Building ethics and integrity in the public sector in Uganda: A search for a superlative approach
Kyohairwe, Stella B.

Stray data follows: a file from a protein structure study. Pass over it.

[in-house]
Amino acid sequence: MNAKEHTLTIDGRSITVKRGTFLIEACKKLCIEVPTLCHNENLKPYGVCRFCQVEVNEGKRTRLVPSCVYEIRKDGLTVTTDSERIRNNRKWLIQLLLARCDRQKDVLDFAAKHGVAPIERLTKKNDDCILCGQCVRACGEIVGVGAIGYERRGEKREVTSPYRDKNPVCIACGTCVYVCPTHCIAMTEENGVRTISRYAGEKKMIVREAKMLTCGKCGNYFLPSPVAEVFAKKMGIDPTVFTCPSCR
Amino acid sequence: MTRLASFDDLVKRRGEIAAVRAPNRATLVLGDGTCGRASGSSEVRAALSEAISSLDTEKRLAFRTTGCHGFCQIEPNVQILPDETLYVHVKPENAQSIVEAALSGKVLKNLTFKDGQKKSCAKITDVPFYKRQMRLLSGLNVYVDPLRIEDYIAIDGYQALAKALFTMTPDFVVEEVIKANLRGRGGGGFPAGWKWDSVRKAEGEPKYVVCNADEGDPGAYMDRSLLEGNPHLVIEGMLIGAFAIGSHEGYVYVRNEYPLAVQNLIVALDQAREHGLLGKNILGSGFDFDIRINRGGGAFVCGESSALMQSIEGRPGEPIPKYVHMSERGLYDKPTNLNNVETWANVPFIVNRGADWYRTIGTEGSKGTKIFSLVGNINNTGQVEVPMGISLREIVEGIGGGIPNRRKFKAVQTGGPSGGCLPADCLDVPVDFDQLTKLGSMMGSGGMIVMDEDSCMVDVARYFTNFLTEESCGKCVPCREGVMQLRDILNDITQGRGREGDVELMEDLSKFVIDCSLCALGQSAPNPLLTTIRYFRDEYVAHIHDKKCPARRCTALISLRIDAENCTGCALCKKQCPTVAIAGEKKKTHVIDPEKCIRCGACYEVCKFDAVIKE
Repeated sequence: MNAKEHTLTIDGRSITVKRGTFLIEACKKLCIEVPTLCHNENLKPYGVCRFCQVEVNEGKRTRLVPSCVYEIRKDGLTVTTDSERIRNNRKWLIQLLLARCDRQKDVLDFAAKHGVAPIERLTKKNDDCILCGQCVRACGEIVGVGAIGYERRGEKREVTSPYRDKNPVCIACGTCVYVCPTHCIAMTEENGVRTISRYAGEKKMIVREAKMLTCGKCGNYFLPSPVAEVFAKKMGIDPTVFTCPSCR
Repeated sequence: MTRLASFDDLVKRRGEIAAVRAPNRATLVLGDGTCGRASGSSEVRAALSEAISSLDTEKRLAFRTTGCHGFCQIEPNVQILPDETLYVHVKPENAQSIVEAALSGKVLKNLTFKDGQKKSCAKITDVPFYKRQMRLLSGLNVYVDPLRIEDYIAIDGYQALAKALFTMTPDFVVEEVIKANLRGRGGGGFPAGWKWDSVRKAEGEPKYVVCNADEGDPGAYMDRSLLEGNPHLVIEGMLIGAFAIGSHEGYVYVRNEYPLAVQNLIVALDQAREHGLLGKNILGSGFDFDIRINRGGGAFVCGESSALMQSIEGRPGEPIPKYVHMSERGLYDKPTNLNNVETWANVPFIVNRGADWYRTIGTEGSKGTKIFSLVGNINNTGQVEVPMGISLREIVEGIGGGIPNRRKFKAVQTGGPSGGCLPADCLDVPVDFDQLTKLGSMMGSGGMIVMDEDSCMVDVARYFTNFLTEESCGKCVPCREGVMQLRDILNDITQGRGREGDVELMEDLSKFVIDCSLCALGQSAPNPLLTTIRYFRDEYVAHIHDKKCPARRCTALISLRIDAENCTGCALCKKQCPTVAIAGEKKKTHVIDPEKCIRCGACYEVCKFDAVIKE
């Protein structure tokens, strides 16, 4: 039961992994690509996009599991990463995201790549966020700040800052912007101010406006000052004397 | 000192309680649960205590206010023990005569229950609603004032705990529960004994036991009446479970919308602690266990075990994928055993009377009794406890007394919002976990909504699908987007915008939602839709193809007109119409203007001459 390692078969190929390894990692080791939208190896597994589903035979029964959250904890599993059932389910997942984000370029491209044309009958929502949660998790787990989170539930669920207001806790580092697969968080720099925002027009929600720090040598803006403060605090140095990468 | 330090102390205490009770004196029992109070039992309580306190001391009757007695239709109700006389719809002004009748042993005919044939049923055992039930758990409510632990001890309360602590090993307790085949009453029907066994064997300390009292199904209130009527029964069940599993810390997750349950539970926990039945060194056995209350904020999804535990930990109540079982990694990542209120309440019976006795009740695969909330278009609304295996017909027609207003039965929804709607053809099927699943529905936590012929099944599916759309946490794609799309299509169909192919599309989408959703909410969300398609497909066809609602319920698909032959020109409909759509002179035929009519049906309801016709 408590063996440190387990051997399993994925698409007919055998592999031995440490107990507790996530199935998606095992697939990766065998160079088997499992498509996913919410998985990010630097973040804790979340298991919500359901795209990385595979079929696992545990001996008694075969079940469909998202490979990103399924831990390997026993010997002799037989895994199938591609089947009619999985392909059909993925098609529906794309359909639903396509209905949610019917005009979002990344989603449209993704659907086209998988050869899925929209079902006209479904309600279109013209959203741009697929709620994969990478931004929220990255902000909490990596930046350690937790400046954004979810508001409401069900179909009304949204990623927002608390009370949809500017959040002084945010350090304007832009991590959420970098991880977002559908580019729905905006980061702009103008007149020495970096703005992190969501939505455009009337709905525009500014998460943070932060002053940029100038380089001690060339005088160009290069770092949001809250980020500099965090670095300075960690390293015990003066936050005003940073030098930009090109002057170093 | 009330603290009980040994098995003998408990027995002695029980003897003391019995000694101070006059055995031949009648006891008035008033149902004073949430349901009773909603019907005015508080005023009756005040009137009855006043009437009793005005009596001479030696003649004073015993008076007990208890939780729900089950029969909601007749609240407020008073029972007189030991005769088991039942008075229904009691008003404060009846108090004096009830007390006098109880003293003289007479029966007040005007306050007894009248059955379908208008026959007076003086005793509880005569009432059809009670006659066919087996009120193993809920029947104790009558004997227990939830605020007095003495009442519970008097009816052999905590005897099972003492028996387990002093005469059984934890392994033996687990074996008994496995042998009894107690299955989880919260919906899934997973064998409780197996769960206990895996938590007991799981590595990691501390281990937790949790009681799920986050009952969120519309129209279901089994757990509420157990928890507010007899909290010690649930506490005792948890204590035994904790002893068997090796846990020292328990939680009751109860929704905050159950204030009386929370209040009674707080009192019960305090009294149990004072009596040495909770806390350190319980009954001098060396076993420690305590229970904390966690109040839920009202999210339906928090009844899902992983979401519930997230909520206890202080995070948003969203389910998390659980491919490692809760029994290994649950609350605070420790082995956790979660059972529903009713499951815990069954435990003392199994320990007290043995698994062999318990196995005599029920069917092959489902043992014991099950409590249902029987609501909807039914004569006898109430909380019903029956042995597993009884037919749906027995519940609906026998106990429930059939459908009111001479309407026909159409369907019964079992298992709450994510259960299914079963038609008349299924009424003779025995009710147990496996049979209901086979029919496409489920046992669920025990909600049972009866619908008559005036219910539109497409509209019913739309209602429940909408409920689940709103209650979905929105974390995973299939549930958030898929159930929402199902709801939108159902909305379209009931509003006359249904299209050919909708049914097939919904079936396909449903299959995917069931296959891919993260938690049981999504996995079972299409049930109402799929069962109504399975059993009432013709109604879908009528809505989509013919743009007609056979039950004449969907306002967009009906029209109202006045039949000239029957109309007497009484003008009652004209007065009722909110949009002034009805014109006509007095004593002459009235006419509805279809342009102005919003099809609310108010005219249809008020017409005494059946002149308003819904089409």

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Building ethics and integrity in the public sector is a great concern for governments aiming at realizing good governance principles and for ensuring appropriate public administration and management. It is noted, however, that while efforts for guaranteeing ethics and integrity in Uganda’s public sector have always been instituted, the major approach has been centered on using legal approaches within the public sector confines. The tendency to neglect the integration of informal organizational processes and institutions outside the public sector is seen as a substantial explanation of the persisting ethical and integrity issues in managing public institutions. In this article, a theory-based analysis is applied to explore the practices of the public service. Realizing the persistent challenges of public sector ethics and integrity in Uganda, the article raises possible explanations grounded in Joseph A. Patrick and John F. Quinn’s (1997) ethical model. While a wide range of approaches have been employed to eradicate unethical behavior of public servants, it is realized that legal redresses are unable to offer all-round solutions. As such, the emphasis of using moral values and standards is seen as the best alternative solution for public sector management.